Description : This cutting-edge volume advances theories, methodologies and policy analyses relating to various forms of violence against women. Topics covered include: the nature, importance and variety of cultural contexts in which violence occurs, is reproduced and may be challenged or changed; the nature and variety of sexualized violence; and a range of theoretical perspectives on perpetrators of violence. Taking an interdisciplinary focus on issues that affect community and state responses, the book includes individual accounts, and incorporates themes related to authority, sexual proprietariness, asymmetry of violence, socialization, patterns and deviations of victims and offenders, and social and cultural contexts.
Description : This textbook comprises a collection of original scholarly writings extensively coving current research on violence against women. It is an excellent resource for students, practitioners, and academics.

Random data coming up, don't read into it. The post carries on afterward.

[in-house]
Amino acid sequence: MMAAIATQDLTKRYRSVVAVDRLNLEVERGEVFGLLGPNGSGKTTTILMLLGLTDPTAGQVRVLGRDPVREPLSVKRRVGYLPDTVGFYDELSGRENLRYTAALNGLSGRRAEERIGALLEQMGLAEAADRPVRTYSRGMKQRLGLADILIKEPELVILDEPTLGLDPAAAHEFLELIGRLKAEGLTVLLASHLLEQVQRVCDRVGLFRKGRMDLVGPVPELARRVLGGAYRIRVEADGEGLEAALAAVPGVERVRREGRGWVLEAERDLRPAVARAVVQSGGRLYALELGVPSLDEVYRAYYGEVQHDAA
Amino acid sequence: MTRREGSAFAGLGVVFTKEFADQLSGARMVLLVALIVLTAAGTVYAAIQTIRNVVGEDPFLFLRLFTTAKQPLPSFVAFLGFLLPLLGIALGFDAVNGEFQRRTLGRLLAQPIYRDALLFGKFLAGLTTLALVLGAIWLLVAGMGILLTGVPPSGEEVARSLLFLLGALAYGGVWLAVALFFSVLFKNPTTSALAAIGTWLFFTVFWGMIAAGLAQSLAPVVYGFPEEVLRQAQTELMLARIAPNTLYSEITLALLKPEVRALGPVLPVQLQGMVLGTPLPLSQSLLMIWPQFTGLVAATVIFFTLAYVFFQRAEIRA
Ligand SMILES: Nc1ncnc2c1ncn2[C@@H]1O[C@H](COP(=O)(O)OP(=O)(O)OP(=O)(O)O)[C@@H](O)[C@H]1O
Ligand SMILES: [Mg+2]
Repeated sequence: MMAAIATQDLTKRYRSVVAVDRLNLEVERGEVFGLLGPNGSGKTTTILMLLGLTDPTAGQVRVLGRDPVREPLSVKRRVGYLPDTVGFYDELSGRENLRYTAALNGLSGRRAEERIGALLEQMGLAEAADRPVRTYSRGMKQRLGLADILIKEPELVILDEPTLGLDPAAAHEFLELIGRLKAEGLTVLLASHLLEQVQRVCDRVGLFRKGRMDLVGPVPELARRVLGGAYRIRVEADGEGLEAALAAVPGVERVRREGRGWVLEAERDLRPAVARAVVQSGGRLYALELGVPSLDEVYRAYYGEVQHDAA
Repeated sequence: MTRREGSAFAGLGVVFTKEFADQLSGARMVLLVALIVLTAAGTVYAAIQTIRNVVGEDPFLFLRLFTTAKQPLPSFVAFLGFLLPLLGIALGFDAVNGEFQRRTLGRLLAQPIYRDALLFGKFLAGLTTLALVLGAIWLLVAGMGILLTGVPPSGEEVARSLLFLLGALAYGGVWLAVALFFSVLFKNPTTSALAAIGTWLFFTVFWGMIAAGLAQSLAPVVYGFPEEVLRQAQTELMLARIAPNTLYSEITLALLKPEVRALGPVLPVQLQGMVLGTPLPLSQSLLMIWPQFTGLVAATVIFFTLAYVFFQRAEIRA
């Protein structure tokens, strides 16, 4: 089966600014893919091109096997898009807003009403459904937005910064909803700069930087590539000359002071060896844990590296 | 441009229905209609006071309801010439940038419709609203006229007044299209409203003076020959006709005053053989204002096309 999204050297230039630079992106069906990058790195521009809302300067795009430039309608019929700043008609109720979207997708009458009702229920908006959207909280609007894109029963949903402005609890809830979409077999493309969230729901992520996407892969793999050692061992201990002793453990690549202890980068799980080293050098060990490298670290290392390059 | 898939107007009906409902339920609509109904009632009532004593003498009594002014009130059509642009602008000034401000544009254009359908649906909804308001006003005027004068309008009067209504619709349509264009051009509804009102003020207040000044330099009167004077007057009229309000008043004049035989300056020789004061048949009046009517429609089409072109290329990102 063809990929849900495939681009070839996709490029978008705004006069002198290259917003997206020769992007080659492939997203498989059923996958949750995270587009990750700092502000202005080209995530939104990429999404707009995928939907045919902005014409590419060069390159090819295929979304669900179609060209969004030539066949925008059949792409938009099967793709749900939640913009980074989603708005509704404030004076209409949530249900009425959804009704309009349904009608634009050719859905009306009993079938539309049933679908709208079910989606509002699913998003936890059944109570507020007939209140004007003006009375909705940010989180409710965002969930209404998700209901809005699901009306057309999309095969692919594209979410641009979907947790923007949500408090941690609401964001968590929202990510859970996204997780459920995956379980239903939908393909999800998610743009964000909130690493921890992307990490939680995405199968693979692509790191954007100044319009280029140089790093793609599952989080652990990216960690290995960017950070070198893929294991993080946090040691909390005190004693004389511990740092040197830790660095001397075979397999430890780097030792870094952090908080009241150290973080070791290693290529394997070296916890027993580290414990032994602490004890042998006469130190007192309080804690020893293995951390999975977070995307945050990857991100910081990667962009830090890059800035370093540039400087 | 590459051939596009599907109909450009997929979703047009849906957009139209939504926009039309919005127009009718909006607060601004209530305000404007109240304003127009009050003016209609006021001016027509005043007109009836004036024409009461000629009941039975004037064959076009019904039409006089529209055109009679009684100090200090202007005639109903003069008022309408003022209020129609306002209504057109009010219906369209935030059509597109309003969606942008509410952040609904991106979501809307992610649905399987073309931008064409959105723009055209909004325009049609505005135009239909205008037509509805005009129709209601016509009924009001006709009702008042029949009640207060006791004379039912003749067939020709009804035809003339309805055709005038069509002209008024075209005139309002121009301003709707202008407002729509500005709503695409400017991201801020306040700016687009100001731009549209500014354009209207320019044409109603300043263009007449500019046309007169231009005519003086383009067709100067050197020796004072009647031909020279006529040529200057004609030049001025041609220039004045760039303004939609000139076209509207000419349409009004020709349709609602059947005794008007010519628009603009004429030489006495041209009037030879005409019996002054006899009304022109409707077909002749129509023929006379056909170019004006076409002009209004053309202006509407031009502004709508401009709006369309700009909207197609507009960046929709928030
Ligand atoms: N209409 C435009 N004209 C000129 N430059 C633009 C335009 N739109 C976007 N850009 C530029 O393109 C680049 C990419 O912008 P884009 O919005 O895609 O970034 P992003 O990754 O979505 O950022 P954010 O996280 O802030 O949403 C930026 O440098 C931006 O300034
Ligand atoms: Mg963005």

Description : Violence is a prevalent and persistent theme in all aspects of human affairs. A comprehensive understanding of violence therefore requires exposure to the research coming out from all the disciplines in the social sciences: their different methodologies, findings and insights. This book promotes the merits of an interdisciplinary agenda. By bringing together scholars of violence working in political science, political theory, international relations, economics, philosophy, sociology, psychology and public health, this book explores the complexity of violence and the interface between the empirical and normative dimensions central to this problem. The aim is to investigate the ways in which a correct understanding of this phenomenon must deal with both empirical and normative issues. There is a tendency for scholars of violence to work predominantly within the narrow parameters of their own discipline: philosophers tend to read fellow philosophers on violence; criminologists tend to rely on the work of fellow criminologists; sociologists tend to trust the writings of fellow sociologists; and so on. This book invites the reader to embrace an interdisciplinary approach towards the universal problem of violence. (178 words)